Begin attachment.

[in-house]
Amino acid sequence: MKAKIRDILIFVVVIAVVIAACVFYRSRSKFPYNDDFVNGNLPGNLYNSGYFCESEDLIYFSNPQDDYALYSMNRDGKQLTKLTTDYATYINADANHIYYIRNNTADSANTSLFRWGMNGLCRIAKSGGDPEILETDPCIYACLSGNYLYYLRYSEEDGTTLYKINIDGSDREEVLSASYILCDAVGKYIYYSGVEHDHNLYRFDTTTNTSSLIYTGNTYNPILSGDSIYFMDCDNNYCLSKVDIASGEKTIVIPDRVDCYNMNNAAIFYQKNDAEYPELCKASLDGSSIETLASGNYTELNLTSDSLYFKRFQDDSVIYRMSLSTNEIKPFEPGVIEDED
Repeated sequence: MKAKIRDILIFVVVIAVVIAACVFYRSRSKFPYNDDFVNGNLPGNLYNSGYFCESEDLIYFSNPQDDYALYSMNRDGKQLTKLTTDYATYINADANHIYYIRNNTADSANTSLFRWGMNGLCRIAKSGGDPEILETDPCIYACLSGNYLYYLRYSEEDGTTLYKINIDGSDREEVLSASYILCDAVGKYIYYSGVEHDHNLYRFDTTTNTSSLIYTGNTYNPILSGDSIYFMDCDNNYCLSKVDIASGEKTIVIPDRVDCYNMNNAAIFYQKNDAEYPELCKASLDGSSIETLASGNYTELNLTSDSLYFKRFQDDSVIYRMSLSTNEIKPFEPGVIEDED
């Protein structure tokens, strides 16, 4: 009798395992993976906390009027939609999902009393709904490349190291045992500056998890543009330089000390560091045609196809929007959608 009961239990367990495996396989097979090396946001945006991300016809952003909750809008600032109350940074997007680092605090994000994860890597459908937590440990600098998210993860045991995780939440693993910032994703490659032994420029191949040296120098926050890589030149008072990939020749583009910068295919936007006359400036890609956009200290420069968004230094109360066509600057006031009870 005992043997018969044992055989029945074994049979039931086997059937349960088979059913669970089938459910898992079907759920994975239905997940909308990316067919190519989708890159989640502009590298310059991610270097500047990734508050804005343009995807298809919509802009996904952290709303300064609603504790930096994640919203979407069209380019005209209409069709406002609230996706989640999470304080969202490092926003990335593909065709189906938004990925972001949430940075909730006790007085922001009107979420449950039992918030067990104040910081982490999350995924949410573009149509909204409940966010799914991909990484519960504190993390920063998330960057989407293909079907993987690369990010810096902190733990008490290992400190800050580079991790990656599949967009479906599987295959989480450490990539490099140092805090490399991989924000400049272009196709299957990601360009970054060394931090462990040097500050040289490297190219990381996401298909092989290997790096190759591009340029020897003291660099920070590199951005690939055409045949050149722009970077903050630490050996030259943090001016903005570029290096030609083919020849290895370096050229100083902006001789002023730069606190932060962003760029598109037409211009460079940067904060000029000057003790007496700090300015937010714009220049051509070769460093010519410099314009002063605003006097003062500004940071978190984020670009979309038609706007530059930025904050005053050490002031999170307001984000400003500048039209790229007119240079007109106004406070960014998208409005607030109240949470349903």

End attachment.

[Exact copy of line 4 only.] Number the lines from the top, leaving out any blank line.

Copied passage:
């Protein structure tokens, strides 16, 4: 009798395992993976906390009027939609999902009393709904490349190291045992500056998890543009330089000390560091045609196809929007959608 009961239990367990495996396989097979090396946001945006991300016809952003909750809008600032109350940074997007680092605090994000994860890597459908937590440990600098998210993860045991995780939440693993910032994703490659032994420029191949040296120098926050890589030149008072990939020749583009910068295919936007006359400036890609956009200290420069968004230094109360066509600057006031009870 005992043997018969044992055989029945074994049979039931086997059937349960088979059913669970089938459910898992079907759920994975239905997940909308990316067919190519989708890159989640502009590298310059991610270097500047990734508050804005343009995807298809919509802009996904952290709303300064609603504790930096994640919203979407069209380019005209209409069709406002609230996706989640999470304080969202490092926003990335593909065709189906938004990925972001949430940075909730006790007085922001009107979420449950039992918030067990104040910081982490999350995924949410573009149509909204409940966010799914991909990484519960504190993390920063998330960057989407293909079907993987690369990010810096902190733990008490290992400190800050580079991790990656599949967009479906599987295959989480450490990539490099140092805090490399991989924000400049272009196709299957990601360009970054060394931090462990040097500050040289490297190219990381996401298909092989290997790096190759591009340029020897003291660099920070590199951005690939055409045949050149722009970077903050630490050996030259943090001016903005570029290096030609083919020849290895370096050229100083902006001789002023730069606190932060962003760029598109037409211009460079940067904060000029000057003790007496700090300015937010714009220049051509070769460093010519410099314009002063605003006097003062500004940071978190984020670009979309038609706007530059930025904050005053050490002031999170307001984000400003500048039209790229007119240079007109106004406070960014998208409005607030109240949470349903």